A single backup is kind of easy to handle. Multiple backups run into a problem called consistent cuts (high level view) and distributed snapshots, which means that not all the backups are taken at the same time, and this introduces inconsistencies that can be construed as corrupting data.

The good news is there's no great solution and everyone suffers the same.

Consistency Models

There are dozens different levels of consistency, all of which are documented on Wikipedia, by Peter Bailis' paper on the topic, or overviewed by Kyle Kingsbury post on them

  • Linearizability means each operation appears atomic and could not have been impacted by another one, as if they all ran just one at a time. The order is known and deterministic, and a read that started after a given write had started will be able to see that data.
  • Serializability means that while all operations appear to be atomic, it makes no guarantee about which order they would have happened in. It means that some operations might start after another one and complete before it, and as long as the isolation is well-maintained, that isn't a problem.
  • Sequential consistency means that even if operations might have taken place out-of-order, they will appear as if they all happened in order
  • Causal Consistency means that only operations that have a logical dependency on each other need to be ordered amongst each other
  • Read-committed consistency means that any operation that has been committed is available for further reads in the system
  • Repeatable reads means that within a transaction, reading the same value multiple times always yields the same result
  • Read-your-writes consistency means that any write you have completed must be readable by the same client subsequently
  • Eventual Consistency is a kind of special family of consistency measures that say that the system can be inconsistent as long as it eventually becomes consistent again. Causal consistency is an example of eventual consistency.
  • Strong Eventual Consistency is like eventual consistency but demands that no conflicts can happen between concurrent updates. This is usually the land of CRDTs.

Note that while these definitions have clear semantics that academics tend to respect, they are not adopted uniformly or respected in various projects' or vendors' documentation in the industry.

Database Transaction Scopes

By default, most people assume database transactions are linearizable, and they tend not to be because that's way too slow as a default.

Each database might have different semantics, so the following links may cover the most major ones.

Be aware that while the PostgreSQL documentation is likely the clearest and most easy to understand one to introduce the topic, various vendors can assign different meanings to the same standard transaction scopes.

Logical Clocks

Those are data structures that allow to create either total or partial orderings between messages or state transitions.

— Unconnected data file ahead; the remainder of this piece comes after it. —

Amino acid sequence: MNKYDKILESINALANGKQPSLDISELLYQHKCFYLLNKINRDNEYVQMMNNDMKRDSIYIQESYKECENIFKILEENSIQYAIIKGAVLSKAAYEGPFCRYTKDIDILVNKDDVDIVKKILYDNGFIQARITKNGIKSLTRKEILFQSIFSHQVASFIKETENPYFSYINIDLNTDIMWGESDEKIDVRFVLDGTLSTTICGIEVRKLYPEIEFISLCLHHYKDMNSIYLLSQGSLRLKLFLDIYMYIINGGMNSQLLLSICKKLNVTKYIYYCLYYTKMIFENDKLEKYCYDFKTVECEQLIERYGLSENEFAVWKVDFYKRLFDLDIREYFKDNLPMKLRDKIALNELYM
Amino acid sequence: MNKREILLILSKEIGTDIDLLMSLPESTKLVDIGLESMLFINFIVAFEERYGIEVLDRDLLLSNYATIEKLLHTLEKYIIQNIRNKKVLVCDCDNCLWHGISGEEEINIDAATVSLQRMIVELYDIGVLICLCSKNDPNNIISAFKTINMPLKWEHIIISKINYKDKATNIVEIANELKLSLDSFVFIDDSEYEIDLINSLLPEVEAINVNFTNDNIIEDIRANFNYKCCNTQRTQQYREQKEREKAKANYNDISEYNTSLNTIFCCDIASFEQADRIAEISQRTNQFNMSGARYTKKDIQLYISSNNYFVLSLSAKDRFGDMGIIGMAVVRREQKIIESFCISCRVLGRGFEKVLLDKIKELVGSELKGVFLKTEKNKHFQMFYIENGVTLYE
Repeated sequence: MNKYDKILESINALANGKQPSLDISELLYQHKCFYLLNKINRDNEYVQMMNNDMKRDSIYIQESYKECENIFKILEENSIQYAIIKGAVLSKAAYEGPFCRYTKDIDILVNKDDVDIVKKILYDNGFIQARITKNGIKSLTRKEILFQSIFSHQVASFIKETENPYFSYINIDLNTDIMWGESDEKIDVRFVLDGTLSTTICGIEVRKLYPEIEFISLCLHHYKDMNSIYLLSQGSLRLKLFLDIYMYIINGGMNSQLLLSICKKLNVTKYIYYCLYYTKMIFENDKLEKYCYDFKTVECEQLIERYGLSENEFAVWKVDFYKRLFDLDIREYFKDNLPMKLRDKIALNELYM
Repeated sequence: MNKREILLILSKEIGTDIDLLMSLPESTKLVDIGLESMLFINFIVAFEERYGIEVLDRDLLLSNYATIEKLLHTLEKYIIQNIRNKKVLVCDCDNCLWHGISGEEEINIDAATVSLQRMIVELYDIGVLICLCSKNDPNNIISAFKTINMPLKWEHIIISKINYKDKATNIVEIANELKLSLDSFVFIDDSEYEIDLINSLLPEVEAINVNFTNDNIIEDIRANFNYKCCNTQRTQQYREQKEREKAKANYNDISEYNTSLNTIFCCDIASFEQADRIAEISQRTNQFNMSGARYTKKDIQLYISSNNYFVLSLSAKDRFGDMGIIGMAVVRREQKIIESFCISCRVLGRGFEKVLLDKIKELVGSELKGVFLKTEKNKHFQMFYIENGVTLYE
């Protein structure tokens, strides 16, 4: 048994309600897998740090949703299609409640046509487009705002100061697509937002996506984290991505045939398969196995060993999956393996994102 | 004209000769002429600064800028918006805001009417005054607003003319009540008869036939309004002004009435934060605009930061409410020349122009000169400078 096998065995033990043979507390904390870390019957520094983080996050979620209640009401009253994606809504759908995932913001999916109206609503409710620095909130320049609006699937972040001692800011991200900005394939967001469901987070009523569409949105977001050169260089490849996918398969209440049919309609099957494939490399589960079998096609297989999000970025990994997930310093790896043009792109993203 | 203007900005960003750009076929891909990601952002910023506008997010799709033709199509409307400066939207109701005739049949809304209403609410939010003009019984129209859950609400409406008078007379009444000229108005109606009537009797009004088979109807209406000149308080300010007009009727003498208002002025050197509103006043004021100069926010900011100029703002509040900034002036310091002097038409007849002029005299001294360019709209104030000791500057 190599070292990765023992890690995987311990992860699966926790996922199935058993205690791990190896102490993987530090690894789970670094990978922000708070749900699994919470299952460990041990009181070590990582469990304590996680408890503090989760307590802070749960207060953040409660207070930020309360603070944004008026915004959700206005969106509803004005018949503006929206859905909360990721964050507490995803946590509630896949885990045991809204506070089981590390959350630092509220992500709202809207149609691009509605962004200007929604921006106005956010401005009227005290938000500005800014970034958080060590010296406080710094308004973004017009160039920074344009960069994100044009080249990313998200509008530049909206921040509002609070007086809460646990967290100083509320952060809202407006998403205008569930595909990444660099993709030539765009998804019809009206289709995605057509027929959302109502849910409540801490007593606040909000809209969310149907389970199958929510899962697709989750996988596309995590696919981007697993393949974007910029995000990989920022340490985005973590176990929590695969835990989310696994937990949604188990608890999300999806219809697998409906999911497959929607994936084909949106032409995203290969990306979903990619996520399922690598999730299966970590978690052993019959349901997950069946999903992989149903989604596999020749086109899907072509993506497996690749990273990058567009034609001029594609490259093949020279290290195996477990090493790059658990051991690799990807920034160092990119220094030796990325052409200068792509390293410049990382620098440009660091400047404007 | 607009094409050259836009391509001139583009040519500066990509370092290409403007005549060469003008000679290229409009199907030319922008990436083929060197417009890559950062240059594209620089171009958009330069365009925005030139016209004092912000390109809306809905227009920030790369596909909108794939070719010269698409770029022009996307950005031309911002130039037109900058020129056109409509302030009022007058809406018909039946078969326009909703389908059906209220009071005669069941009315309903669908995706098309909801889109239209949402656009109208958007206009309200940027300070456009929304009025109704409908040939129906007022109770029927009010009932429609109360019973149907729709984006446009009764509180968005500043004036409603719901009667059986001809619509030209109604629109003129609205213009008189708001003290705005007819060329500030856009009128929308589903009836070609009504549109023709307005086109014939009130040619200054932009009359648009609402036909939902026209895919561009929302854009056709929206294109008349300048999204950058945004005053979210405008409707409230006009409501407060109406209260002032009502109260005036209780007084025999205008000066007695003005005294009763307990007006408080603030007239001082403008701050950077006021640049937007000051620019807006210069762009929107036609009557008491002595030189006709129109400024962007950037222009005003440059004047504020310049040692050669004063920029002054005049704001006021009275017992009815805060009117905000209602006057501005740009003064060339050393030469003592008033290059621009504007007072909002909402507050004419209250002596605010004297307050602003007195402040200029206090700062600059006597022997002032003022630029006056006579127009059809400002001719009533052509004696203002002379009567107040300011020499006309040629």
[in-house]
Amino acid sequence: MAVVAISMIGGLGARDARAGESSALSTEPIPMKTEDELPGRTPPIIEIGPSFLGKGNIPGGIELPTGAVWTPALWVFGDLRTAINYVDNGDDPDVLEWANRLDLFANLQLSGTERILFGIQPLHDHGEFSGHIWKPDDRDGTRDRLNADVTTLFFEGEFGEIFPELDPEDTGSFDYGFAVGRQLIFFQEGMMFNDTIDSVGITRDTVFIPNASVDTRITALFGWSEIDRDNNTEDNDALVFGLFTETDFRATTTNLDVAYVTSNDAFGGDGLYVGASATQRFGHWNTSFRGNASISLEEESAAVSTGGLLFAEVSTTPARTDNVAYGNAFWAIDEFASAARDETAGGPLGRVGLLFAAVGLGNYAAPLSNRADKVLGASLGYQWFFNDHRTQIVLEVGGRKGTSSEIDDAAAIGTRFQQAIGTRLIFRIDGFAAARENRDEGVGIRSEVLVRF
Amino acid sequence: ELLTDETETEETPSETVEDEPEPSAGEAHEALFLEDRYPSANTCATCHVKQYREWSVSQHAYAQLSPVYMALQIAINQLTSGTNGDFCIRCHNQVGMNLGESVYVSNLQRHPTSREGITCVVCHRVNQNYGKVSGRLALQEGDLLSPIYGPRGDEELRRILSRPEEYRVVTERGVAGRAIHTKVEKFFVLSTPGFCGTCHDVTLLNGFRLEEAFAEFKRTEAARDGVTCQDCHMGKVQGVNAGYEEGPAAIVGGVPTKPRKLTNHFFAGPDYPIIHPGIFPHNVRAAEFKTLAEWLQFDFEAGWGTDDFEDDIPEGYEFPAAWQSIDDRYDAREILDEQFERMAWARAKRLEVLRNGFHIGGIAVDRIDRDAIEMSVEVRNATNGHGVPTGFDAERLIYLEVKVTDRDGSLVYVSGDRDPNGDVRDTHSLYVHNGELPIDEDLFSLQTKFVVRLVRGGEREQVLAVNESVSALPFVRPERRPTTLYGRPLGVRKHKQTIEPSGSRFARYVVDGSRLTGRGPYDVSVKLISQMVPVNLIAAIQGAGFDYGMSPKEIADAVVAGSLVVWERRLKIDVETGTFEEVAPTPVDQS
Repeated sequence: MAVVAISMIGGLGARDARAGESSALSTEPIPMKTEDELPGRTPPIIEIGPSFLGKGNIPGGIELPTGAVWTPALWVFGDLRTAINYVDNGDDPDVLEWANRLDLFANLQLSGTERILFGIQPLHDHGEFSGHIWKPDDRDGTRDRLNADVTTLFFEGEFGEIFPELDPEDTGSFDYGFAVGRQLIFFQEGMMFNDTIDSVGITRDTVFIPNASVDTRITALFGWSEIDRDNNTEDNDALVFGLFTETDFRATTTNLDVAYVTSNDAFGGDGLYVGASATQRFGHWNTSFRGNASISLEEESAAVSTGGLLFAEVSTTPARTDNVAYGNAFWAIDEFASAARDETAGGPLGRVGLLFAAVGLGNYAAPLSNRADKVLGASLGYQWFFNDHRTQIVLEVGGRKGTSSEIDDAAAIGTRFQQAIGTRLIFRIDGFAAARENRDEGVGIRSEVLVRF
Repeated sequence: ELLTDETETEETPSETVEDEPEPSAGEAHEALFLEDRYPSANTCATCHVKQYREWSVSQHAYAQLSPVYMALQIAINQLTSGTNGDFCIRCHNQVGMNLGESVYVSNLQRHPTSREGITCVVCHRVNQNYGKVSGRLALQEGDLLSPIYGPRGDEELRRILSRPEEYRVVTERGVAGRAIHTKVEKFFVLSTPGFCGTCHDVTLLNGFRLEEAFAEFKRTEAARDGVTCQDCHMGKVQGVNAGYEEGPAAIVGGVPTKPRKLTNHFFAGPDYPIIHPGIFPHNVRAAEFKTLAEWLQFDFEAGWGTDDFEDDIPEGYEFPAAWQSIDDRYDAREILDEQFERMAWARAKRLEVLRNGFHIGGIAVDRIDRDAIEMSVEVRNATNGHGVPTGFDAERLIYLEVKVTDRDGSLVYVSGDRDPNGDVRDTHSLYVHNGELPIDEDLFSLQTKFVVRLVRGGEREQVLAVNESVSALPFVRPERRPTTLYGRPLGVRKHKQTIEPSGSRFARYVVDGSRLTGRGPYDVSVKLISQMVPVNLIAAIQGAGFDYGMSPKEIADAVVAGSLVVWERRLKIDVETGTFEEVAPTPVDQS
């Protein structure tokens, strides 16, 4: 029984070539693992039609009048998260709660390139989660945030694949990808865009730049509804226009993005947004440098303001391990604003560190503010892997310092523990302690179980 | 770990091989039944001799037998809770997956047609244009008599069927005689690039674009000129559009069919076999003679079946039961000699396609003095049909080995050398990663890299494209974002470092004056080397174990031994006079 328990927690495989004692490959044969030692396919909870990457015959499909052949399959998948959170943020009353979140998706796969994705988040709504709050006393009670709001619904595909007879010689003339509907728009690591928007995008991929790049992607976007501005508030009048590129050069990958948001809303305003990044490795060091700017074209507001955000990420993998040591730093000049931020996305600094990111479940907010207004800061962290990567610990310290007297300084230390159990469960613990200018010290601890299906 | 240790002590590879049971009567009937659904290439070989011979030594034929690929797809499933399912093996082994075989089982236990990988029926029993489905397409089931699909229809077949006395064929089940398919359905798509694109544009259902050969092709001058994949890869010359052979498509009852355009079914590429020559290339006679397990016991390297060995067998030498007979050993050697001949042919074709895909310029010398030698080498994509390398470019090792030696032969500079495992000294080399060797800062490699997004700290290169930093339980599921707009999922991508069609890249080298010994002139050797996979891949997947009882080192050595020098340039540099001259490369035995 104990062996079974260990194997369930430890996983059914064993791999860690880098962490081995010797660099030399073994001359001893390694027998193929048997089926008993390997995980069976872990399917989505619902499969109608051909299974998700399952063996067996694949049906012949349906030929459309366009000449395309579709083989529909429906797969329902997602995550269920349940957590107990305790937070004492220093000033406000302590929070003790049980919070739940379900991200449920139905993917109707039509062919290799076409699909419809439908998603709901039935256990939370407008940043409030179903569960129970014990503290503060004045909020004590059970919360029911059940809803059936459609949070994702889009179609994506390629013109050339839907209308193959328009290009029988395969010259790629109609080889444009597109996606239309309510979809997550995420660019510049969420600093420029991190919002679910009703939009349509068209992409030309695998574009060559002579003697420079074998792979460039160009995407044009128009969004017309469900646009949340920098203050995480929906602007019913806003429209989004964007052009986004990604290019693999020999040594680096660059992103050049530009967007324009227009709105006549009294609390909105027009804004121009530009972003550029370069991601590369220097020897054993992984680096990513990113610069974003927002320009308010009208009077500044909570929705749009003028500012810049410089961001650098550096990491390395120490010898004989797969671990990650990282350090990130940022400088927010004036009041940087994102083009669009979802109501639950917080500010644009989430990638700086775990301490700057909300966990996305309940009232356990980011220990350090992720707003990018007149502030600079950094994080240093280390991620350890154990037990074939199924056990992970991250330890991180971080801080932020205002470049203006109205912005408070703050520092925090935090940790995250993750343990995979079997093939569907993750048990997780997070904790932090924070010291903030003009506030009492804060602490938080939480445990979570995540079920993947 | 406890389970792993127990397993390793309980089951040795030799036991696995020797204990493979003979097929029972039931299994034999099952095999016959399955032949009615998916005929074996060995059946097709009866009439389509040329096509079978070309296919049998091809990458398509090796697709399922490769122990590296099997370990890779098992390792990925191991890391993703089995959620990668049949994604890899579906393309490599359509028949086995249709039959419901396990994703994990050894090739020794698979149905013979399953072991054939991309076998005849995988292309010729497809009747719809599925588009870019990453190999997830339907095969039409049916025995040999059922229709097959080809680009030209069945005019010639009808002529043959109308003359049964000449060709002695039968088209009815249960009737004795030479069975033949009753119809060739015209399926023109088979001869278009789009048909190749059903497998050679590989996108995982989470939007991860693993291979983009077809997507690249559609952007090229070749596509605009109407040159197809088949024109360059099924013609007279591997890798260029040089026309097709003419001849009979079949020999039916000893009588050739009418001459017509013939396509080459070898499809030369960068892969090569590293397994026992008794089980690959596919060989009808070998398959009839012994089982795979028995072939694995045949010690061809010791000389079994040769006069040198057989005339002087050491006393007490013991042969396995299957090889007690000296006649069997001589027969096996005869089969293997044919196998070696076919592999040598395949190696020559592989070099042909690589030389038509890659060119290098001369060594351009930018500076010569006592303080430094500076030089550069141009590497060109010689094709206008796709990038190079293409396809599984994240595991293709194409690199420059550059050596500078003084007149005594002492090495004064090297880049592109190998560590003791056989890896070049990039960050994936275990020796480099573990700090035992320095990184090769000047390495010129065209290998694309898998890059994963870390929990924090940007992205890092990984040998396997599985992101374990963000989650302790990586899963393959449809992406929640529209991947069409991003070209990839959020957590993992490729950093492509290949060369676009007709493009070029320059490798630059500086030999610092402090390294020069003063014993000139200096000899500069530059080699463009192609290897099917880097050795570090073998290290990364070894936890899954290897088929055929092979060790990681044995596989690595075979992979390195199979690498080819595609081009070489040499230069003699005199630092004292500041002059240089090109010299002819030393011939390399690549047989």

Most common ones are:

  • Lamport timestamps, which are just a counter. They allow the silent undetected crushing of conflicting data
  • Vector Clocks, which contain a counter per node, incremented on each message seen. They can detect conflicts in data and on operations.
  • Version Vectors are like vector clocks, but only change the counters on state variations rather than all event seens
  • Dotted Version Vectors are fancy version vectors that allow tracking conflicts that would be perceived by the client talking to a server.
  • Interval Tree Clocks attempts to fix the issues of other clock types by requiring less space to store node-specific information and allowing a kind of built-in garbage collection. It also has one of the nicest papers ever.

CRDTs

CRDTs essentially are data structures that restrict operations that can be done such that they can never conflict, no matter which order they are done in or how concurrently this takes place.

Think of it as the specification on how someone would write a distributed redis that was never wrong, but only left maths behind.

This is still an active area of research and countless papers and variations are always coming out.

Other interesting material

The bible for putting all of these views together is Designing Data-Intensive Applications by Martin Kleppmann. Be advised however that everyone I know who absolutely loves this book are people who had a good foundation in distributed systems from reading a bunch of papers, and greatly appreciated having it all put in one place. Most people I've seen read it in book clubs with the aim get better at distributed systems still found it challenging and confusing at times, and benefitted from having someone around to whom they could ask questions in order to bridge some gaps. It is still the clearest source I can imagine for everything in one place.

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Counting Forest Fires

2024/01/26

Counting Forest Fires

Today I'm hitting my 3 years mark at Honeycomb, and so I thought I'd re-publish one of my favorite short blog posts written over there, Counting Forest Fires, which has become my go-to argument when discussing incident metrics when asked to count outages and incidents.

If you were asked to evaluate how good crews were at fighting forest fires, what metric would you use? Would you consider it a regression on your firefighters' part if you had more fires this year than the last? Would the size and impact of a forest fire be a measure of their success? Would you look for the cause—such as a person lighting it, an environmental factor, etc—and act on it? Chances are that yes, that's what you'd do.

As time has gone by, we've learned interesting things about forest fires. Smokey Bear can tell us to be careful all he wants, but sometimes there's nothing we can do about fires. Climate change creates conditions where fires are going to be more likely, intense, and uncontrollable. We constantly learn from indigenous approaches to fire management, and we now leverage prescribed burns instead of trying to prevent them all.